BWW Review: THE VIRGIN TRIAL is an Engrossing Treat at the Stratford Festival

BWW Review: THE VIRGIN TRIAL is an Engrossing Treat at the Stratford Festival

The second part of a trilogy of plays penned by Kate Hennig is currently engrossing audiences at the Stratford Festival's Studio Theatre. THE VIRGIN TRIAL is a companion to 2015's THE LAST WIFE, which also had its world premiere at the Studio Theatre. This play is set during Elizabeth I's teenage years, when she was the subject of a scandal involving her relationship with her uncle/step-father. Like, THE LAST WIFE, this play takes liberties in terms of historical accuracy, because, quite frankly, we don't actually know exactly what happened behind closed doors. Also like the first play, this one is from the perspective of the women. The performances are brilliant and the writing is clever and witty. This production should not be missed!

Although it is not at all necessary to have seen THE LAST WIFE in order to fully immerse oneself in the story of THE VIRGIN TRIAL, a benefit of having seen the former, is that one can quickly jump right back into the world that Hennig has created, without initially adjusting to the lack of British accents, the sparse, yet effective set design by Yannick Larivee, the general sense of timelessness to the play, etc. Otherwise, there is a bit of an adjustment period, but it is a very quick one because we are immediately thrust into the centre of a scandal of epic proportions, as we watch a young teenager try to navigate an intimidating interrogation about an attempt on the life of her young brother (The King). Bahia Watson reprises her role as Elizabeth I, or 'Bess', which she originated in THE LAST WIFE. Here, she is a bit older, and exploring what it means to be a young woman-both in terms of her sexuality as well as with regard to her responsibilities as a royal. It is unclear through much of the play how innocent Bess is when it comes to potential flirtations with Thom (Brad Hodder), who, after proposing marriage to her in a letter, married her stepmother, Katherine Parr. The play jumps back and forth in time. The audience will hear about an incident during the interrogation of Bess, and then see how it actually played out. As this progresses, we see just how cunning and clever Bess is. It also becomes clear that her driving force is not love or emotion, but intellect and power-not because she has a lust for power, but because she knows she would make a good leader. The fact that we as an audience know that Elizabeth I went on to rule England for over 44 years, provides an interesting layer to the story, because we know that she's right.

Watson is fantastic as Bess. She plays her with a youthful and genuine innocence in combination with the aforementioned cunning, and does so in a way that makes it clear that a person can possess both traits. The way she innocently admits to her older half-sister (who is in line to the thrown ahead of her) that she has every intention of being the Queen of England and doing what she needs to do to get there, is simultaneously impressive, hilarious, and disturbing. Every scene that Bess and Mary (an excellent Sara Farb) have together in this play is fantastic. Hennig plays with the fact that the audience is aware of who these young women will eventually become, and how they have been perceived based on the history books. The known history of these women makes genuine bond of sisterhood that she has given them incredibly intriguing, and at times, quite funny...even in what would otherwise be very dark moments.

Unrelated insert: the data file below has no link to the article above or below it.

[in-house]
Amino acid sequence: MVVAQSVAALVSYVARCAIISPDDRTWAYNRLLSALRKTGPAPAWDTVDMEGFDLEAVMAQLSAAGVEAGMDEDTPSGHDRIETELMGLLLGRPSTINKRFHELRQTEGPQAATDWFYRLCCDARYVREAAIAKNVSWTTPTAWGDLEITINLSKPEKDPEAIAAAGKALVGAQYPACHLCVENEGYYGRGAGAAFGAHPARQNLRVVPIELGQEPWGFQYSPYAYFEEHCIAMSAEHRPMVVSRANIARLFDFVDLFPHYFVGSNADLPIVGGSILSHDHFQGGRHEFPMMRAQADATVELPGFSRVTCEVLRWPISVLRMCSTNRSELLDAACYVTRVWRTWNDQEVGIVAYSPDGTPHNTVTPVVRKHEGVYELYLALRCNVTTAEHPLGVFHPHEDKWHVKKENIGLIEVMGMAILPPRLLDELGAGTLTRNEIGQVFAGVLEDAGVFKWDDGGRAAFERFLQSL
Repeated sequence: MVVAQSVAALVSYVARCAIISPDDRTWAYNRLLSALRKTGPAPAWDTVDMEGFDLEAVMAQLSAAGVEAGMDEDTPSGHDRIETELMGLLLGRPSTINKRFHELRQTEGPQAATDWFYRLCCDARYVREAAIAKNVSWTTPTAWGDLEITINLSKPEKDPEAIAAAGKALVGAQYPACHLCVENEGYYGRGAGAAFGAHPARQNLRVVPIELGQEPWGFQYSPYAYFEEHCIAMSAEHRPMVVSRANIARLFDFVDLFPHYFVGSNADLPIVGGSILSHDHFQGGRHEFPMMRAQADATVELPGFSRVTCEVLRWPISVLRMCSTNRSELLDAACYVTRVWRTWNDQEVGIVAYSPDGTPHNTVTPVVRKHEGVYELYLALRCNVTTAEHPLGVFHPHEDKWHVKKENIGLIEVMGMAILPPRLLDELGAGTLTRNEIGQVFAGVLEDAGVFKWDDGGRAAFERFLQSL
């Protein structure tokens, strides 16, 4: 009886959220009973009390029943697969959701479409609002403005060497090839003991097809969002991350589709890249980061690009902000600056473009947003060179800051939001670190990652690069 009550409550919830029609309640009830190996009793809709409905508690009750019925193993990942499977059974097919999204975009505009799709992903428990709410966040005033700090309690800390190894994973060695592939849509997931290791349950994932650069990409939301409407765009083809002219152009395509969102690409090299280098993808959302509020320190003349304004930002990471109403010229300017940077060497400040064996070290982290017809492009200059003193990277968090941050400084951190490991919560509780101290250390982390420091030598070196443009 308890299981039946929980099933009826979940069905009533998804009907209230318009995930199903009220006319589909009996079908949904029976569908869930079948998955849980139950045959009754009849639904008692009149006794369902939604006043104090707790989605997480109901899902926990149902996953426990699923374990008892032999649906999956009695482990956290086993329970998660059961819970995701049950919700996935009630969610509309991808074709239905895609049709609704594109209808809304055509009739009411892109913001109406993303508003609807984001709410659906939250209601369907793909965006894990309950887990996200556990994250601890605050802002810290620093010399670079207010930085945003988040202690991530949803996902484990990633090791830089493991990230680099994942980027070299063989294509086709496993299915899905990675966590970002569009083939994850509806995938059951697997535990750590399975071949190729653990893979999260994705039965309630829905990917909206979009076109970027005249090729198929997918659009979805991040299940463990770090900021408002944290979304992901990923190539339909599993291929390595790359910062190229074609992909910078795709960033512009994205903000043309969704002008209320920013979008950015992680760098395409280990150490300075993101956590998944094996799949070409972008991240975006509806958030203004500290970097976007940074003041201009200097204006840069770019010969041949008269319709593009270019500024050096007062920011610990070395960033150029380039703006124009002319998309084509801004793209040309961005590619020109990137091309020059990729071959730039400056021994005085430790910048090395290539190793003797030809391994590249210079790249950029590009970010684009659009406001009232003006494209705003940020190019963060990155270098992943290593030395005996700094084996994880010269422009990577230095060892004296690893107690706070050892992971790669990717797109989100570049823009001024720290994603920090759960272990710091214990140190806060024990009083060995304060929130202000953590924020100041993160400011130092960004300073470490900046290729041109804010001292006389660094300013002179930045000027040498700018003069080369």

The company is small but mighty. As Eleanor, Bess' main interrogator, Yanna McIntosh is deliciously 'no-nonsense' and downright intimidating. Nigel Bennett is also great as Ted, the Lord Protector (and brother of Thom). This character is another example of someone with multiple motives who keeps his true loyalties close to the vest. Brad Hodder's Thom is at times charming, and at other times infuriating, and Andre Morin and Laura Condlln are witty and moving as Bess' faithful servants, Parry and Ashley.

Director, Alan Dilworth manages to masterfully tell this story through different moments in the timeline without it ever being confusing. As a personal side note: I very much appreciate Hennig and Dilworth's choice to not include the scene in which Thom kills the King's dog. I was far too concerned that we might actually see this play out, and was so relieved that we only had to hear about it!

This production has already been extended multiple times due to demand. If you can get a ticket...do it! I do recommend briefly brushing up on the very basics of Tudor history. The specific details aren't necessary because many have been altered in this play anyways...but general knowledge allows for a better appreciation for the foreshadowing included in the play.

THE VIRGIN TRIAL continues in Repertory until September 30th.

Photo Credit: Cylla von Tiedemann


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